The Crab Nebula is imaged here in numerous wavelengths. Red is radio waves from the ground-based Very Large Array observatory; yellow is infrared light taken by the Spitzer Space Telescope; green is visible light that your eyes can see, captured by the Hubble Space Telescope; blue represents ultraviolet light imaged with the XMM-Newton observatory; and purple are x-rays captured by the Chandra X-Ray Observatory.
NASAESA, G. Dubner (IAFE, CONICET-University of Buenos Aires) et al.; A. Loll et al.; T. Temim et al.; F. Seward et al.; VLA/NRAO/AUI/NSF; Chandra/CXC; Spitzer/JPL-Caltech; XMM-Newton/ESA; and Hubble/STScI



Hubble has extremely high angular resolution, or ability to distinguish between two objects that are very close together. If your eyes had Hubble’s resolution, you could read the date on a dime two miles away. For Hubble, this means it can see fine details in star-forming nebulae, galaxies, and other cosmic objects.

Caldwell 33 and 34
This image of Caldwell 33 and 34, known collectively as the Veil Nebula, demonstrates Hubble's high resolution but small field of view. The large image was taken by a ground-based telescope, while the three insets are Hubble close-up views, demonstrating the increased resolution that Hubble can deliver.
NASA, ESA, the Hubble Heritage (STScI/AURA)-ESA/Hubble Collaboration, and the Digitized Sky Survey 2. Acknowledgment: J. Hester (Arizona State University) and Davide De Martin (ESA/Hubble)


Dark Skies

Orbiting 320 miles (515 km) above the surface, Hubble doesn’t have to contend with any form of light pollution or weather conditions. This gives it a permanent, clear dark sky, which, combined with its sharp vision, allows it to see objects 10 times fainter than those that can be observed from Earth even by the largest telescopes.

An late evening image of Los Angeles showcasing the many lights around the area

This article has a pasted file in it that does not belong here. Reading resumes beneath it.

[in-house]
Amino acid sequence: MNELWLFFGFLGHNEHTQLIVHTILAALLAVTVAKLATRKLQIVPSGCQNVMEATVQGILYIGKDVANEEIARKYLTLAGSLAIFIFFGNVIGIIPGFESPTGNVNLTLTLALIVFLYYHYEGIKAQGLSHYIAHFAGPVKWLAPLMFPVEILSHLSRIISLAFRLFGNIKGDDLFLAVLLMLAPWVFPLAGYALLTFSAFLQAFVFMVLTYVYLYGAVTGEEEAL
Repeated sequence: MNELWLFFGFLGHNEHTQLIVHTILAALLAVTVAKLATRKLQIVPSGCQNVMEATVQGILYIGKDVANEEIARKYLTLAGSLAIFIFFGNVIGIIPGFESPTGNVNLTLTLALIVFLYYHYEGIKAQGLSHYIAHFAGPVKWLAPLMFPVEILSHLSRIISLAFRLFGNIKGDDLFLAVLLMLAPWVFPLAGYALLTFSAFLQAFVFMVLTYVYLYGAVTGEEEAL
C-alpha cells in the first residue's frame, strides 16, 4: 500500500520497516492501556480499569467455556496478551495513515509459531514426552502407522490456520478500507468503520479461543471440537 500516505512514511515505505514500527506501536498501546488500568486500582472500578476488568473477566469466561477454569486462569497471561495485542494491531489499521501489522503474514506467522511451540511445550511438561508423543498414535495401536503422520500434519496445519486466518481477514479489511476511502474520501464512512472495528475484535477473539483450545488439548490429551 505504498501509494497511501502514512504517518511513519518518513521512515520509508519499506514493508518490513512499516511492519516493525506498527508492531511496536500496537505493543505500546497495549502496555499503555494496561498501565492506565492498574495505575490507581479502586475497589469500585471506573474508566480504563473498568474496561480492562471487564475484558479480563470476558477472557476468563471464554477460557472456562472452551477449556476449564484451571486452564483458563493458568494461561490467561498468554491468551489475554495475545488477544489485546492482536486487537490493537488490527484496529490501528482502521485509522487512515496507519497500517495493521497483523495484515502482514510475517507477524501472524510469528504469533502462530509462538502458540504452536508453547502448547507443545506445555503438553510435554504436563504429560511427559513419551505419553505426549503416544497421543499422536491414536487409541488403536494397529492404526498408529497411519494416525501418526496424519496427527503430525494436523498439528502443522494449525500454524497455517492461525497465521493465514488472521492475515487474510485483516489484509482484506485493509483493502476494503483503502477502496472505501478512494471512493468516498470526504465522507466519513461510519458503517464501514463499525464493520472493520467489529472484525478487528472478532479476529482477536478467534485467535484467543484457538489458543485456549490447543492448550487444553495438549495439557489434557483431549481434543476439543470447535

Los Angeles sparkles at night but is an example of light pollution that affects astronomical images and data.
NASA / J. Jeletic



Hubble was positioned just above Earth’s atmosphere, in what’s called a low-Earth orbit, so it would be unaffected by Earth’s atmosphere. That position only hundreds of miles above the surface also meant that Hubble could be repaired and upgraded by astronauts, enabling the repair of its original mirror flaw, keeping the telescope in orbit for more than three decades and continuously renewing it with the newest technology.

Two astronauts in white space suits tethered on an arm servicing the Hubble Space Telescope in space.
Astronauts John Grunsfeld and Andrew Feustel work to remove and replace the Hubble Space Telescope's Fine Guidance Sensor 2 during Servicing Mission 4. Hubble was designed and built with such servicing in mind.



Hubble has multiple science instruments dedicated to probing the universe in unique ways. Hubble’s cameras observe the universe in a variety of wavelengths, including those invisible to the human eye. Its spectrometers dissect light into its component colors, exposing details like chemical composition and temperature. Its interferometers are used for aiming the telescope but can also measure the relative positions and brightnesses of stars.

Hubble's Cosmic Origins Spectrograph (COS) instrument allows Hubble to probe the characteristics of an astronomical object. Hubble is equipped with numerous cameras, spectrometers, and interferometers.